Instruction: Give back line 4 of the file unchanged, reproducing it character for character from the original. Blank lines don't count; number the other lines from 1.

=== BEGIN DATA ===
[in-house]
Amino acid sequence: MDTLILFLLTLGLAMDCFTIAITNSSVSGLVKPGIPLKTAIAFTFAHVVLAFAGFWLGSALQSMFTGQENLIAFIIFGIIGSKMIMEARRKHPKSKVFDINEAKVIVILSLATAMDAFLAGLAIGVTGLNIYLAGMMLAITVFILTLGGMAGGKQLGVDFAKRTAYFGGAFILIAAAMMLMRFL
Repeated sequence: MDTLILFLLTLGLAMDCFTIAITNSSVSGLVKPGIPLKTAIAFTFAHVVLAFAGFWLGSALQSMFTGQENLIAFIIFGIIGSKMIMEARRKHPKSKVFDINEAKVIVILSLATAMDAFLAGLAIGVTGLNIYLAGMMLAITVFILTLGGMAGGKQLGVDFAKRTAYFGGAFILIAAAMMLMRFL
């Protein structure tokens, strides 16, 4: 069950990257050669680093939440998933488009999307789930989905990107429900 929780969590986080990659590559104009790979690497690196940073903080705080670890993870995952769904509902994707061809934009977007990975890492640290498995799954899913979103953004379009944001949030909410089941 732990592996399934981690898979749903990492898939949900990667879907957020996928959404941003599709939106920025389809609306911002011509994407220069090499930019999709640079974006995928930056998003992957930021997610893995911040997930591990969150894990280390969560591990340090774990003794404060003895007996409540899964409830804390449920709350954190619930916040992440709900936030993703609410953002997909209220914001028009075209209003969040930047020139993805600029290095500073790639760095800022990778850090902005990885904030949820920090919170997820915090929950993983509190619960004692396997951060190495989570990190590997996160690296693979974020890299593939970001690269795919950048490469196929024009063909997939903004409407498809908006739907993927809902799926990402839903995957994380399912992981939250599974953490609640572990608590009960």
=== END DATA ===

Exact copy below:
């Protein structure tokens, strides 16, 4: 069950990257050669680093939440998933488009999307789930989905990107429900 929780969590986080990659590559104009790979690497690196940073903080705080670890993870995952769904509902994707061809934009977007990975890492640290498995799954899913979103953004379009944001949030909410089941 732990592996399934981690898979749903990492898939949900990667879907957020996928959404941003599709939106920025389809609306911002011509994407220069090499930019999709640079974006995928930056998003992957930021997610893995911040997930591990969150894990280390969560591990340090774990003794404060003895007996409540899964409830804390449920709350954190619930916040992440709900936030993703609410953002997909209220914001028009075209209003969040930047020139993805600029290095500073790639760095800022990778850090902005990885904030949820920090919170997820915090929950993983509190619960004692396997951060190495989570990190590997996160690296693979974020890299593939970001690269795919950048490469196929024009063909997939903004409407498809908006739907993927809902799926990402839903995957994380399912992981939250599974953490609640572990608590009960």